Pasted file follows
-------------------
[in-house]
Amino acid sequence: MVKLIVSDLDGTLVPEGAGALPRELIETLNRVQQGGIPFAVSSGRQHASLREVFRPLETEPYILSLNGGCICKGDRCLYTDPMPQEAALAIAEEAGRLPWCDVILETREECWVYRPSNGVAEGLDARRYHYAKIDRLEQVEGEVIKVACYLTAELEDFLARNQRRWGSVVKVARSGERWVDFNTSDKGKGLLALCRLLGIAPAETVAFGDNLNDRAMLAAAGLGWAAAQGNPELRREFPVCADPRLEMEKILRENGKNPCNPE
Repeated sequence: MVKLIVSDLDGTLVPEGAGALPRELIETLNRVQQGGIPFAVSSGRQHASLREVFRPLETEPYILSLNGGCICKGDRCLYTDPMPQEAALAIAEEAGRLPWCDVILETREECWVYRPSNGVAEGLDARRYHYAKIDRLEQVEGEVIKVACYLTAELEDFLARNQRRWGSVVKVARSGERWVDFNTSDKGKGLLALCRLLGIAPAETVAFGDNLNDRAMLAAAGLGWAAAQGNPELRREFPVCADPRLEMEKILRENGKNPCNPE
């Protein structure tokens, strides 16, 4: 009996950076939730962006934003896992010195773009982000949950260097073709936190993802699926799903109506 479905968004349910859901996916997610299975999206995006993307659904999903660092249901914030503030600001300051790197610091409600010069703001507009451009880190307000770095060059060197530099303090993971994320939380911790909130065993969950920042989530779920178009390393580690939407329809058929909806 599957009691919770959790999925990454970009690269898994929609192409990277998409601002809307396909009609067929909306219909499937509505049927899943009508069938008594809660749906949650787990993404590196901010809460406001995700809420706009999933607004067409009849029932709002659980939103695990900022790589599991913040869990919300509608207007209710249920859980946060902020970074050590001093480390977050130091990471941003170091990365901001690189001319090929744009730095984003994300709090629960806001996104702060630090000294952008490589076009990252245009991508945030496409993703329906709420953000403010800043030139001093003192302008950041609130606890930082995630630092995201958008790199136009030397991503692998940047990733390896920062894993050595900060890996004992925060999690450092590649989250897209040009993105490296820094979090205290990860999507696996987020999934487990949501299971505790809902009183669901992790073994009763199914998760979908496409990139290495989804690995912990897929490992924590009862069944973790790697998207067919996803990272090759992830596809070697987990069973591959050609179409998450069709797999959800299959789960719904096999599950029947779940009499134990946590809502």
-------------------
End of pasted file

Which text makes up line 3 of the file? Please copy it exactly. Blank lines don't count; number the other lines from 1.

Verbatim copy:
Repeated sequence: MVKLIVSDLDGTLVPEGAGALPRELIETLNRVQQGGIPFAVSSGRQHASLREVFRPLETEPYILSLNGGCICKGDRCLYTDPMPQEAALAIAEEAGRLPWCDVILETREECWVYRPSNGVAEGLDARRYHYAKIDRLEQVEGEVIKVACYLTAELEDFLARNQRRWGSVVKVARSGERWVDFNTSDKGKGLLALCRLLGIAPAETVAFGDNLNDRAMLAAAGLGWAAAQGNPELRREFPVCADPRLEMEKILRENGKNPCNPE